My first Bestech is the Swordfish. I’ll have to make a couple of photographs of it and post them, along with some comments, later. It’s on my list of things to do…
The Swordfish is about a half-inch longer than the Warwolf. I’d call the Warwolf a 3-1/2-inch blade. This is a very comfortable length for me to pocket carry and the Warwolf carries a bit better than the Swordfish. So the Warwolf is often carried.
The blade is D2 tool steel. This is a good steel for knives, not the best, but far from the worst. It’s strong and tough and holds an edge reasonable well. It’s also a carbon steel and requires some care (a little oil regularly).
The scales are G10. I love G10 for scales. It is warm, reasonably grippy, tough, and looks good. The frame is also steel and is chamfered so there are no sharp edges. The scales are fit well to the frame. The lockup is solid and relatively easy to release one-handed. The blade deploys via a flipper. The blade is fitted on a bearing that is very smooth and the blade is smooth in the frame but there is not detectable play. A really nice feature is a detent when the blade is closed that prevents it from falling open when handled.
These knives are part of Bestech’s value line. The MSRP is in the $65 range, but they can be bought for about $40. That is an excellent value. As much as I love my Kershaw Blurs, I think this blade is a step up from them. It has much of the character of a more expensive blade but at an excellent price point.
They are Chinese made. When I learned this, I was surprised. It made me recall the stigma of Japanese-produced goods when I was a child. The reputation is that Chinese-made goods are of inferior quality. That is not my experience with Bestech knives.
My only issue with my instance was a small error in the factory grind. I found a small area just toward the tip of the blade that was not as sharp as the remainder of the edge. The fix was relatively easy — I put the blade in my KME sharpener and rebeveled the forward portion of the edge. (I also sharpened the remaining edge to be consistent with my fix.) I’m not completely satisfied with my result and will probably adjust the bevel on my next honing session for this blade. But I now have a very sharp Warwolf with nearly a mirror edge.
I would recommend a Bestech knife without reservation. They are a very good blade at the price point. I expect there will be another Bestech knife in my collection before too many months pass.
The Girl and I love morning walkies. It is partly a ritual, partly exercise, and mostly fun. We have a few favorite routes — some are here in town and others require a short drive. All of them present opportunities to be outdoors, places to walk off-lead, and stimulation from a variety of sources.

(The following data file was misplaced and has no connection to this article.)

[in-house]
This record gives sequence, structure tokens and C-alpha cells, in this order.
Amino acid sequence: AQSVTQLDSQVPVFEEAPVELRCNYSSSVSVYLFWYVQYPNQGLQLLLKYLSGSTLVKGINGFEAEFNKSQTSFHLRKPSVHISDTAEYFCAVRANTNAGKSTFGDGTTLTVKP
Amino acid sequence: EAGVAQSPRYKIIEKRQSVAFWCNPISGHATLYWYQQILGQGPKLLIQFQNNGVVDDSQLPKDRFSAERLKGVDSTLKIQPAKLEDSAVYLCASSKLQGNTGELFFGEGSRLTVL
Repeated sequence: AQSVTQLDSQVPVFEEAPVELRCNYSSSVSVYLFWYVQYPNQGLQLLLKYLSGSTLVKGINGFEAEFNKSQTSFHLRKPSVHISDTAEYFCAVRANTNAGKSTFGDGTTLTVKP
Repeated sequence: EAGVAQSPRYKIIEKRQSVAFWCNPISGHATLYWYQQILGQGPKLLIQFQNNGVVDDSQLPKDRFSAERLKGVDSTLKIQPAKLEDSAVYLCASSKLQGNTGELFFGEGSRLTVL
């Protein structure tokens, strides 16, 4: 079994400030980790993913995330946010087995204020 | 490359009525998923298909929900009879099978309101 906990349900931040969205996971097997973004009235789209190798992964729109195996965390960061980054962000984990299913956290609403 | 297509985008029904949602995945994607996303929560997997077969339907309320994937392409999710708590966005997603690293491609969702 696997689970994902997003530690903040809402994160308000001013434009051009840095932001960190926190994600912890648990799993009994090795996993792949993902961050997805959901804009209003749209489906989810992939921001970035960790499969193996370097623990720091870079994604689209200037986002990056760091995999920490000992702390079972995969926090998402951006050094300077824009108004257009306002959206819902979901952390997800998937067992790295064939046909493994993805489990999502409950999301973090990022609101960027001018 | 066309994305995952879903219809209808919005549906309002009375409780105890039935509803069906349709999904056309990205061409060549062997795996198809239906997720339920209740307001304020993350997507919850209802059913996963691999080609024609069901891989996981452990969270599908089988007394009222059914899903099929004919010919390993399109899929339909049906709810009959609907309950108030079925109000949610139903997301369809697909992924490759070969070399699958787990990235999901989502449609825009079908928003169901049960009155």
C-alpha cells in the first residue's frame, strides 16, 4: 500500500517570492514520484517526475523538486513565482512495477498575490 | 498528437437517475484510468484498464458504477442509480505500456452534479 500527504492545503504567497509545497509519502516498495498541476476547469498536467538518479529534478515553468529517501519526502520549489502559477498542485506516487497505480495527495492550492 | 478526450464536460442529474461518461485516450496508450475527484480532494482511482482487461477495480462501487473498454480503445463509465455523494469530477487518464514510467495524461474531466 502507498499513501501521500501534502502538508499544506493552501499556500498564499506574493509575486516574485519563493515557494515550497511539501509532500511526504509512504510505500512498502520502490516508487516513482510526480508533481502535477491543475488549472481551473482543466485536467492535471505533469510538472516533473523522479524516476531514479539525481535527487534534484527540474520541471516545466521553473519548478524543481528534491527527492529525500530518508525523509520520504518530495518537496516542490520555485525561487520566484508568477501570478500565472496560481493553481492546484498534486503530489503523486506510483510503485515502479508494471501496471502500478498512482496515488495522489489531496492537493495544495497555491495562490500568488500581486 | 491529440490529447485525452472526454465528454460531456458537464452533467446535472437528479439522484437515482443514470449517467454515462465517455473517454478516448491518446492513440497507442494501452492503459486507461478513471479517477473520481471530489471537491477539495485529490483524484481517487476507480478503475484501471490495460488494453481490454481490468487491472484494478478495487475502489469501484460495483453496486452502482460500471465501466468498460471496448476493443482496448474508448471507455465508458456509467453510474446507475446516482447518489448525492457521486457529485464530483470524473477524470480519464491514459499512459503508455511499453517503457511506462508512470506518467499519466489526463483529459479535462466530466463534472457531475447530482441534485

Once off-lead, the Girl loves to roam out a bit, sniffing and hunting ground squirrels. She never ranges far from me, although she is not the brightest bulb in the box. She can become focused and lose track of me. Instead of using her “doggie-sense,” she looks for me. That’s not smart…
But, it doesn’t happen all that often and rarely on our in-town routes. When walking in more rural areas, I’m careful to keep track of her even if I’m looking for something to shoot (with the camera).
One of our in-town routes takes us past the old Carson City lumberyard flume. It’s not a linear park, where doggies are welcome, and a wetland. Cattails grow in the drainage ditch (disguised as a wetland) and there is water there most of the year. Blackbirds often frequent the place and I love their calls.
A hedge of rosebushes delineates the boundary between the park and the adjacent open lot. The green is pretty and the small, red and white flowers are visually interesting. There are few squirrel burrows in the hedge, which provides distraction for the Girl.
One morning last fall, I carried the Panasonic G3 with a cheap Fujian 50mm f/1.4 video lens attached. The lens is not very sharp wide open, but has a nice bokeh and is sharp enough when stopped down to f/2.8 or f/4. The color and background attracted my eye this morning, so I made a few captures while the Girl sniffed about.
We then continued walkies, where I found a few bees on the volunteer sunflowers downstream from this site.
On my trip to Washington state last year, I paused at Greenwaters Park along the Williamette River for a pit stop for both The Girl and myself. I got her out and we walked around the park, pausing at the river bank (or at least me) to watch the play of light on the water’s surface and to listen to the sound of moving water.
I never tire of the sound of moving water. I suppose I’ll never tire of the sight of moving water, either. Aside from the physics of flowing water, I just like it. I thought I should share.
The dopamine hit we get from interacting with social media is addictive. FB knows this (hence Facebook and Instagram). Google knows this (YouTube anyone?). I suspect many other companies know it and use it.
A favorite IG’er, @NateArizona, posted a chat on IG recently and talked about this. It made me think (or rethink) my use of social media, particularly FB, IG, Twitter, and SnapChat.